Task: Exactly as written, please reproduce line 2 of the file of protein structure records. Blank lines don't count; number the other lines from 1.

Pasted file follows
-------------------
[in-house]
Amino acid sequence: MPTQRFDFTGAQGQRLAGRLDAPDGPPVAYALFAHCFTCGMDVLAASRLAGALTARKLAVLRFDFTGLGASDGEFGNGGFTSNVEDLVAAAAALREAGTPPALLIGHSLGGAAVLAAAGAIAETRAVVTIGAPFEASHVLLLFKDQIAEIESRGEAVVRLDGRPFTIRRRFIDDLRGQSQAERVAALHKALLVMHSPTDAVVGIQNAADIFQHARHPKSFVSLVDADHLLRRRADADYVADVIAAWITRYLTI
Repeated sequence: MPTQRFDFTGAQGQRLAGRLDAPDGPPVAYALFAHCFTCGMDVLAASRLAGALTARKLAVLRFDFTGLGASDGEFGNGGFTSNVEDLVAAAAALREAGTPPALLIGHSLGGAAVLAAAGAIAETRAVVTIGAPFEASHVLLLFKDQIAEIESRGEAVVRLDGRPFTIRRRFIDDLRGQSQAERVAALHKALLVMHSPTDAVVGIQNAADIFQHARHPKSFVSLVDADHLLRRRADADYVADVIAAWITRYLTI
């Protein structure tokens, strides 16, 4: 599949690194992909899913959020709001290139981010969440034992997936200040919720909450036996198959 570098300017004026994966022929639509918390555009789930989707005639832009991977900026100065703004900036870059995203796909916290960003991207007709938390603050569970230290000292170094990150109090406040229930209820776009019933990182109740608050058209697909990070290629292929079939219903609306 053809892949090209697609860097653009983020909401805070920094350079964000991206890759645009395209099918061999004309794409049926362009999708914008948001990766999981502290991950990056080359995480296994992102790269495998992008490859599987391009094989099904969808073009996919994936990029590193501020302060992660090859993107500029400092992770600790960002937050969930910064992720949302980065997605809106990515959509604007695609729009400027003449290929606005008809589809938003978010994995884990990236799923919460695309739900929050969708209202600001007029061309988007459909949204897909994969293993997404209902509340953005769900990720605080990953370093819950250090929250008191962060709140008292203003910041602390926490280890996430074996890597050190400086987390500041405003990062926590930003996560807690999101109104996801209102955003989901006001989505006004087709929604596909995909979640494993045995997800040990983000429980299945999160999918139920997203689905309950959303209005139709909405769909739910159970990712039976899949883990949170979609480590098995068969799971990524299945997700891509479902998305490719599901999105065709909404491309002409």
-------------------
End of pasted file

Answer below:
Amino acid sequence: MPTQRFDFTGAQGQRLAGRLDAPDGPPVAYALFAHCFTCGMDVLAASRLAGALTARKLAVLRFDFTGLGASDGEFGNGGFTSNVEDLVAAAAALREAGTPPALLIGHSLGGAAVLAAAGAIAETRAVVTIGAPFEASHVLLLFKDQIAEIESRGEAVVRLDGRPFTIRRRFIDDLRGQSQAERVAALHKALLVMHSPTDAVVGIQNAADIFQHARHPKSFVSLVDADHLLRRRADADYVADVIAAWITRYLTI